FIGURE 8 PDBu/GTP-induced nonselective cation currents in rabbit portal vein. Three micromolar GTPyS was added to the pipette solution (Cs+ aspartate), and 5 mM Ba2+-containing physiological salt solution was superfused in the bath. PDBu (0.3 ^M) was applied to the bath. At (a) and (b), a ramp pulse (from -100 to 50 mV) was applied from the holding potential of -60 mV. Obtained currents by ramp pulses are demonstrated in B. (C) Relationships of the amplitude of PDBu/GTP-induced current and PDBu concentrations in the absence and presence of 3 ^M GTPyS. The PDBu/GTP-induced current was predominantly recorded in the presence of GTPyS. (M. Oike and K. Kitamura, unpublished observations)

truncation (Werner et al., 1996; Brandle et al., 1999). Therefore, the absence of a long C-terminal in the P2X1 subunit is also important for its inactivating properties, as is the presence of a P2X1-type transmembrane motif.

The G-protein-coupled purinoceptor also activates a nonselective cation channel in the rabbit portal vein (Xiong et al., 1991). This current did not inactivate, and higher concentrations of ATP (submicromolar order) were required for channel activation, whereas a^-meth-ylene ATP had only a very weak action. In contrast to the P2X1 receptor current, these authors also showed that the purinoceptor-mediated current was coupled to a pertussis toxin-insensitive G-protein and did not in practice permeate Ca2+ ions (Xiong et al., 1991). G-protein-coupled nonselective cation channels are also activated by stimulations of other receptors, which are generally coupled with Gqa proteins (a adrenoceptor in portal vein: Byrne and Large, 1988; Inoue and Kuriyama 1993; Yamada et al., 1996; endothelin in mesenteric artery: Chen and Wagoner, 1991; Enoki et al., 1995). Ionic properties similar to those of the pertussis toxin-insensitive current were also seen with GTP and PDBu when these were applied simultaneously (Oike et al., 1993). Therefore, it is likely that simultaneous modulation of the channel, through direct G-protein binding and PKC phosphorylation, is essential for its activation by receptor stimulation (Fig. 8).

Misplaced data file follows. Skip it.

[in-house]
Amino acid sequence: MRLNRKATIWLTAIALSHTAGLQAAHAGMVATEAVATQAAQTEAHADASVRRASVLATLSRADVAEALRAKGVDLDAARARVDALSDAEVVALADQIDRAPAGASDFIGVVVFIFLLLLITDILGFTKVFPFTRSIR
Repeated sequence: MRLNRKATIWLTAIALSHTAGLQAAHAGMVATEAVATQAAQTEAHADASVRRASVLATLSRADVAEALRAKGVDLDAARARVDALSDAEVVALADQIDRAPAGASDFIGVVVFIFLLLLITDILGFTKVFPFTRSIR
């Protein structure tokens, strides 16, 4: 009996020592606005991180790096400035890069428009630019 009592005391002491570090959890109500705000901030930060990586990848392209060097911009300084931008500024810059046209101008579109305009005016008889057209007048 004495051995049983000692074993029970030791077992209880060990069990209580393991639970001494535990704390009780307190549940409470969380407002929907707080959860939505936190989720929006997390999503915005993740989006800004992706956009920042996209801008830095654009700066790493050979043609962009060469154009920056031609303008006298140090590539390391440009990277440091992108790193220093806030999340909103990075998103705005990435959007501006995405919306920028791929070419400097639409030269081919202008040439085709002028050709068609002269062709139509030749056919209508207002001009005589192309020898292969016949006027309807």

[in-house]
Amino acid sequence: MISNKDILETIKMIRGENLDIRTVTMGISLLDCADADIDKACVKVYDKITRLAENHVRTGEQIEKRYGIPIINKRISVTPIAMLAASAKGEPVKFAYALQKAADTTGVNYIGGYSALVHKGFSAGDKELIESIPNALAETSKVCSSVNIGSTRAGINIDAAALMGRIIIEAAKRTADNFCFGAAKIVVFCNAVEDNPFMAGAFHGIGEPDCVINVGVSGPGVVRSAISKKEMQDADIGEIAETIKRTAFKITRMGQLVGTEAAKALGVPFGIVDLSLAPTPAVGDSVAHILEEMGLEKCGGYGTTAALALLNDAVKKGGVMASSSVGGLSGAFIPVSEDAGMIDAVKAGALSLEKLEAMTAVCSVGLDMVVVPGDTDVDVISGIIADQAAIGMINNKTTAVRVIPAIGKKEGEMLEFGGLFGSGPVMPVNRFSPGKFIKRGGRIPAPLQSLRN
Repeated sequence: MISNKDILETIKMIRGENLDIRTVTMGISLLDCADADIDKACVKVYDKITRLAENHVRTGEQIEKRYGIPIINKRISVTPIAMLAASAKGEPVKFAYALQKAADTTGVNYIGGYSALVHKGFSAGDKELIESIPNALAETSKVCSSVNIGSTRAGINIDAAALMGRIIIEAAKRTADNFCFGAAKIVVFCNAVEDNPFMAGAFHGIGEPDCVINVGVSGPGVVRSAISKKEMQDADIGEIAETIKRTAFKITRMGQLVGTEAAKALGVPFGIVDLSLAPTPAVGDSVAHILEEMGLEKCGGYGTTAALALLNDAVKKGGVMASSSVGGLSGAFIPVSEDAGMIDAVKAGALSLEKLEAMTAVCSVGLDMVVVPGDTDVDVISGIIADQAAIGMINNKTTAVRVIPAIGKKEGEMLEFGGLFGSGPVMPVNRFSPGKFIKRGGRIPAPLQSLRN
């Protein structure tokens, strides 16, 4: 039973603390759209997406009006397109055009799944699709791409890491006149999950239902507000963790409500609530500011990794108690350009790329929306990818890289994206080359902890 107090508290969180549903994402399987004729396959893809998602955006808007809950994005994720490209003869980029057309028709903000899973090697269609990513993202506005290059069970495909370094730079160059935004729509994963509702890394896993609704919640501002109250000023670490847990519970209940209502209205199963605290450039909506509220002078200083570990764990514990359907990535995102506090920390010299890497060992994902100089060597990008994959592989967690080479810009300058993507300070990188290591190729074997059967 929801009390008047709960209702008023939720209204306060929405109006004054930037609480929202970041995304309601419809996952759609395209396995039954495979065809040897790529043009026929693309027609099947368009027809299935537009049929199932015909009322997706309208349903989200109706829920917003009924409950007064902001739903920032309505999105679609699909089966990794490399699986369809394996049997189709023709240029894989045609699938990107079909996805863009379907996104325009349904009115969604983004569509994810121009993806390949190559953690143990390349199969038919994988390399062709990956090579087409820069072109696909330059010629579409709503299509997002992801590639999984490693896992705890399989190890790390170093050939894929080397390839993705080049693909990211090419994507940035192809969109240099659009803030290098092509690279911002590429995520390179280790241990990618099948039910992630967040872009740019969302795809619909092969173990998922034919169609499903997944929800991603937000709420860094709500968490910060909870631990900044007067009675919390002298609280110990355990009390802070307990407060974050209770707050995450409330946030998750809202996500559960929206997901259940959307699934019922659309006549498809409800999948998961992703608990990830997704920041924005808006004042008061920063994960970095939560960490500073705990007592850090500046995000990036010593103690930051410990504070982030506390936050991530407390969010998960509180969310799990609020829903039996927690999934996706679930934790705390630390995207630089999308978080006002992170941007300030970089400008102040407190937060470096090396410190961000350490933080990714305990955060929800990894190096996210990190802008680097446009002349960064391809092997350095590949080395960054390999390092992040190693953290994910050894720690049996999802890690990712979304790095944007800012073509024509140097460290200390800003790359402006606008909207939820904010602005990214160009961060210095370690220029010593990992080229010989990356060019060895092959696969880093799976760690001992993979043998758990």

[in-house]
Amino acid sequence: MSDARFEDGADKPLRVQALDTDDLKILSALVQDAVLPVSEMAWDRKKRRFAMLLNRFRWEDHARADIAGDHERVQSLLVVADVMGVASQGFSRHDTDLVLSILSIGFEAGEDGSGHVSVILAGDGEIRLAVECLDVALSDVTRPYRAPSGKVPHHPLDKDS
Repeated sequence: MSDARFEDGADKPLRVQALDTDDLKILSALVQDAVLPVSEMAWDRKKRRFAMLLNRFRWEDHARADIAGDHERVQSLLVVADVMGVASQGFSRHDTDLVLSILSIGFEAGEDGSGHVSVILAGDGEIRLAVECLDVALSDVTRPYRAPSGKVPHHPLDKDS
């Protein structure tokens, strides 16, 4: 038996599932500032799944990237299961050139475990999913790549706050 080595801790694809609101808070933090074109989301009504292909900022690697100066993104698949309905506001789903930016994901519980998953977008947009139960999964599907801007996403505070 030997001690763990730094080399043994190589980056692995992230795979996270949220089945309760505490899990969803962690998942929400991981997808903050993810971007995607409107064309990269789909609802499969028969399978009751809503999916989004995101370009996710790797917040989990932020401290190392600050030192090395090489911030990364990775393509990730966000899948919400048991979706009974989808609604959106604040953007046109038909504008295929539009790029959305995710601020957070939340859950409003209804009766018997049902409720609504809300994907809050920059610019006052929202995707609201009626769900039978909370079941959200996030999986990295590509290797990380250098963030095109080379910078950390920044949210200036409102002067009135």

''window current'' could be evoked. It is uncertain whether Ca2+ and Na+ influx through a window current is enough to elevate the [Ca2+j; and membrane depolarization, as reevaluation of the channel properties under the phsiological condition is necessary for elucidation of their physiological functions.

Patch clamp experiments revealed various types of ion channels in vascular smooth muscle cells, and differences of electrical properties of vascular cells from visceral and cardiac cells might be caused by differences of distribution and density of each type of ion channel. The presence of nonselective cation channels activated by agonist binding to the receptors is especially important for direct and secondary activation of the voltage-dependent ion channels, such as voltage-dependent Ca channels, and could specify the electrical activities of the vascular smooth muscle cells. However, it has been reported that first-order structures of the ion channels in vascular smooth muscle cells are not identical to the corresponding channels in other tissues. As there were very few reports showing that single or few points mutation of amino acid in the channel protein changed their pharmacological and physiological properties, speculation of channel properties from other known tissues was limited. Thus, further evidence with molecular biological experiments in vascular cells will be required for evaluating ion channels in vascular cells.

Was this article helpful?

0 0

Post a comment